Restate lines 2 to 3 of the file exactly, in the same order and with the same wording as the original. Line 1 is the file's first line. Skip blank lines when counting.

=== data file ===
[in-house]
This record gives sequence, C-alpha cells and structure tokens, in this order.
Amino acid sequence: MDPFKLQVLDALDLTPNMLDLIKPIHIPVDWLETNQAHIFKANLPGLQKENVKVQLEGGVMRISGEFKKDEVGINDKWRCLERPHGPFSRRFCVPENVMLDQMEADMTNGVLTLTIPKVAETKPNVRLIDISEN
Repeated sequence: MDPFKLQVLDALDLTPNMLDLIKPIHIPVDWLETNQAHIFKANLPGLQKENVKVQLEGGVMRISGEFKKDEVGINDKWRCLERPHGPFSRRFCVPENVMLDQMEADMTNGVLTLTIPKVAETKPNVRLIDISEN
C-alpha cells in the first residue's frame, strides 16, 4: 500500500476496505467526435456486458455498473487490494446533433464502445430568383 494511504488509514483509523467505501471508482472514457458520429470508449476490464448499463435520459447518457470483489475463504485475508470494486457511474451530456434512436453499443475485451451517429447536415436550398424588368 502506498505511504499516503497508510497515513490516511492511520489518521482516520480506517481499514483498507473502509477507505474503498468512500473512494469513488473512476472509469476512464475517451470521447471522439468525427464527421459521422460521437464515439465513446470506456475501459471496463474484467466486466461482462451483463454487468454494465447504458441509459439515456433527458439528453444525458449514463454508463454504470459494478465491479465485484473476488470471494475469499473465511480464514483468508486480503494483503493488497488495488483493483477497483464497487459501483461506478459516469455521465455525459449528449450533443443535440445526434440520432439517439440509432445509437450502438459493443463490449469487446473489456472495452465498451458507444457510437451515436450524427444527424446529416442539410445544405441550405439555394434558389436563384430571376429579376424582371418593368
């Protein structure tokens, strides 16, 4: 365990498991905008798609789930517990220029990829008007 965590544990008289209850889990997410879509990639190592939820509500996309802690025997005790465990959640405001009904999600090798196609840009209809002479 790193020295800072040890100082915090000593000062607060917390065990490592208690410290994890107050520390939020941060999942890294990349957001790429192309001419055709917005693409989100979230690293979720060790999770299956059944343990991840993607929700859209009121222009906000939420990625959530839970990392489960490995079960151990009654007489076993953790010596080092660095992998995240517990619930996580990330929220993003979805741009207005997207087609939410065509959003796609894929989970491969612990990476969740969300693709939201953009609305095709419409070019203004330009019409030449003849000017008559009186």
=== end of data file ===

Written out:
This record gives sequence, C-alpha cells and structure tokens, in this order.
Amino acid sequence: MDPFKLQVLDALDLTPNMLDLIKPIHIPVDWLETNQAHIFKANLPGLQKENVKVQLEGGVMRISGEFKKDEVGINDKWRCLERPHGPFSRRFCVPENVMLDQMEADMTNGVLTLTIPKVAETKPNVRLIDISEN